For example, MARKED #1, with art by Jeremy Johnson, is the weakest comic in the batch.  It’s a story about a guy hunting a couple of killers possessed by demons, with the twist that he was holding back his own demon.  Johnson’s art walked the line between simple and unclear, resulting in a number of pages that were simply incoherent.  On the other hand, Kimberlee Traub’s art in WORMS #5 ( a sci-fi/horror comic about a girl trying to escape from a deadly lab with her new-found, worm-given powers) is simple and stylish.  The story also has a manic quality to it that propels the reader through the hero’s attempt to escape.  The story also has a creepy quality, as the worms inside of her become beloved figures in her life in a way that is not explained.
Mitchell’s western series, JUST A MAN #2 and #3, pick up after the first issue’s massacre of a man’s family.  He guesses who the killers were, coldly murders them all, and then leaves town.  The first issue was impressive in its cold bleakness, but the series took a series of wacky left turns as it proceeded.  The man goes to another town, winds up taking a job retrieving a young woman from a brothel, and finds his supposedly dead wife is working there–and starts shooting at him.  We learn that the man was a Clint Eastwood-style killer who hung up his guns, but fell quite easily into his old habits when he had to.  The artist, Andrew White, frequently employs a close-up style to emphasize the hero’s point of view.  For example, when he’s in a bar, the reader only sees a bottle and glass in a panel.  It’s an odd comic that reflects the slightly skewed perspective of Mitchell as a writer.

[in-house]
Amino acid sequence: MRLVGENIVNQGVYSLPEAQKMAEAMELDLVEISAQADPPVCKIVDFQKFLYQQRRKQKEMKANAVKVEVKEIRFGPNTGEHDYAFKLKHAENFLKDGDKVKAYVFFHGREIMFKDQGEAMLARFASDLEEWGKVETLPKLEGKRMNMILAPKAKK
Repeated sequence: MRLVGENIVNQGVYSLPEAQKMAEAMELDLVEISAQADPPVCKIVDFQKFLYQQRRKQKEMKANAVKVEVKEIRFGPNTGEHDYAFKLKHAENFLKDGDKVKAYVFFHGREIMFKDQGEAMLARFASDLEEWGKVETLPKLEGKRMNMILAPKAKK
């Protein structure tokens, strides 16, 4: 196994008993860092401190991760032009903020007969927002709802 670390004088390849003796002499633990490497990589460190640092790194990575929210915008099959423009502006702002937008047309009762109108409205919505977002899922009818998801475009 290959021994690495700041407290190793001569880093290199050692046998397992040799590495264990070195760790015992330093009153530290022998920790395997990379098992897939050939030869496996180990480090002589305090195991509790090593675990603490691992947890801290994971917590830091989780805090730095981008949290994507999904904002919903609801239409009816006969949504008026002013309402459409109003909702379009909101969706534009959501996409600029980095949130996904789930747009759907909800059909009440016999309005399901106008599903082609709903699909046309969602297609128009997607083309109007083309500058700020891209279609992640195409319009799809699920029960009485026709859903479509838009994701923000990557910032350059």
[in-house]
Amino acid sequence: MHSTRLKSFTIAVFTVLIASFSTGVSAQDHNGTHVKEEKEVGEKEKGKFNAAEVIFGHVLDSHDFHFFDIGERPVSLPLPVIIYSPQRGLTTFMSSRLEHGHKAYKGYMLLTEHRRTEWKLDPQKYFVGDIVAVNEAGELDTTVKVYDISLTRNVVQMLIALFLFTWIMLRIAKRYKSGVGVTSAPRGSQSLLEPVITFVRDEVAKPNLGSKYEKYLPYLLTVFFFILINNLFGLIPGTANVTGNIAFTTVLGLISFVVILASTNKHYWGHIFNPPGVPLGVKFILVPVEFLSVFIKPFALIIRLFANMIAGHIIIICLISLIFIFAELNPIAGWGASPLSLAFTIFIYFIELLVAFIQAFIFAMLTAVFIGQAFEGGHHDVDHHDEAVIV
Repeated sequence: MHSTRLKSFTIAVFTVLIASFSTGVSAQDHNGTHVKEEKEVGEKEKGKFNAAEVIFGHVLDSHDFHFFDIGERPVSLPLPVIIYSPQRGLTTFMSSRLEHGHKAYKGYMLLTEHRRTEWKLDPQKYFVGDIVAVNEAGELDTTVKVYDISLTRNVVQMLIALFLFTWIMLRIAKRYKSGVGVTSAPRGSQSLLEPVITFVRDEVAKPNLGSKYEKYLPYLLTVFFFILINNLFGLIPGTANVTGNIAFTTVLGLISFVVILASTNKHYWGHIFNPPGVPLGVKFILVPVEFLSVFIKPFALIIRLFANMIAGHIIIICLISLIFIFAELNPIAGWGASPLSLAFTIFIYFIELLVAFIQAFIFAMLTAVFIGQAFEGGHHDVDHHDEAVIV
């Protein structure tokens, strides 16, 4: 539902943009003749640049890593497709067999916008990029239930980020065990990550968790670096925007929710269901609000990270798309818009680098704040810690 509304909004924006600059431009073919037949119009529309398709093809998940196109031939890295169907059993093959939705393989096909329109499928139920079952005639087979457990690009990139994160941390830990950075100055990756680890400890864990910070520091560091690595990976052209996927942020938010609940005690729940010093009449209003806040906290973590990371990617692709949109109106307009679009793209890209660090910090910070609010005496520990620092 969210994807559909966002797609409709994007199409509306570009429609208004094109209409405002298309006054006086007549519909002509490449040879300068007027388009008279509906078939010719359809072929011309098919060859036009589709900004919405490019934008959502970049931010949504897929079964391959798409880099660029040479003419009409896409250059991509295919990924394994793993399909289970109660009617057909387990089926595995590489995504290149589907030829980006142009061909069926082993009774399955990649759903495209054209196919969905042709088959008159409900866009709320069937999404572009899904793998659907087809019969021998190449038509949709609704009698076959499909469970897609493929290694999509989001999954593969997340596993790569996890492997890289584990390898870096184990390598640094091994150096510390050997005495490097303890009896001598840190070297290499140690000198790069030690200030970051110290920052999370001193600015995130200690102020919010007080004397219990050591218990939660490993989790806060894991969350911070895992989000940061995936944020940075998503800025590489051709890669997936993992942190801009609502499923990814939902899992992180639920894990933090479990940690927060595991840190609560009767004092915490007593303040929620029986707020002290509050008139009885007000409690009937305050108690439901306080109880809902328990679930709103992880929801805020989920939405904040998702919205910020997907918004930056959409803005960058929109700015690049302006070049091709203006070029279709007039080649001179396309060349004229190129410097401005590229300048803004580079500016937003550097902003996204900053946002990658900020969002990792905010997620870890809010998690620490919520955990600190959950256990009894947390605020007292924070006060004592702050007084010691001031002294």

The most unusual of all these comics was ULTIMATE LOST KISSES #11, which was drawn by Dave Sim.  Yes, that Dave Sim, of CEREBUS fame.  The story involved a woman who found out that the son she gave up for adoption was now grown up–but in prison.  Sim used the one-page, one-panel approach to repeat variations on the same static image as though this were a flip book.  Meanwhile, Mitchell’s flat narration beats on in every panel, relating the feelings of the character, but only in the most restrained manner.  The most striking image that Sim repeats is that of her son, with a shaved head and angular profile, calmly relating why he committed murder.  It’s a comic that doesn’t seek to pass judgments on its characters: it simply relates disturbing events and asks the reader to accept them, as is.  Removing the genre tropes from his storytelling made this the most direct and powerful of Mitchell’s comics.  The Silber media comics do come across sometimes more as novelty items than real attempts at expression, so it was interesting to see Mitchell work with Sim to create a comic that was genuinely chilling.
~ Rob Clough, The Comics Journal

The more I read of Mitchell's minicomics, the more impressed I am.  He has excellent command of the format?he understands what he can and can't do, and he plays to its strengths.   The stories are lean and mean, no filler, and even though the issue don't take long to read, I find myself going back to particular issues for multiple reads.
~ Brian LeTendre, Secret Identity Podcast

We’ve been talking a lot lately about how much comics cost, and alternate ways of writing and marketing comic book stories in the current economic climate. In jumps Silber Mini Comics, postage stamp sized books by writer Brian John Mitchell that have one panel per tiny page, printed on regular paper, and sold for a dollar each. Are they worth it at any price? Is this the wave of the future, or a relic of the past?
To get a sense of what this means, I decided to do mini reviews of Silber Mini Comics. Pretty clever, I know, I’m amazing: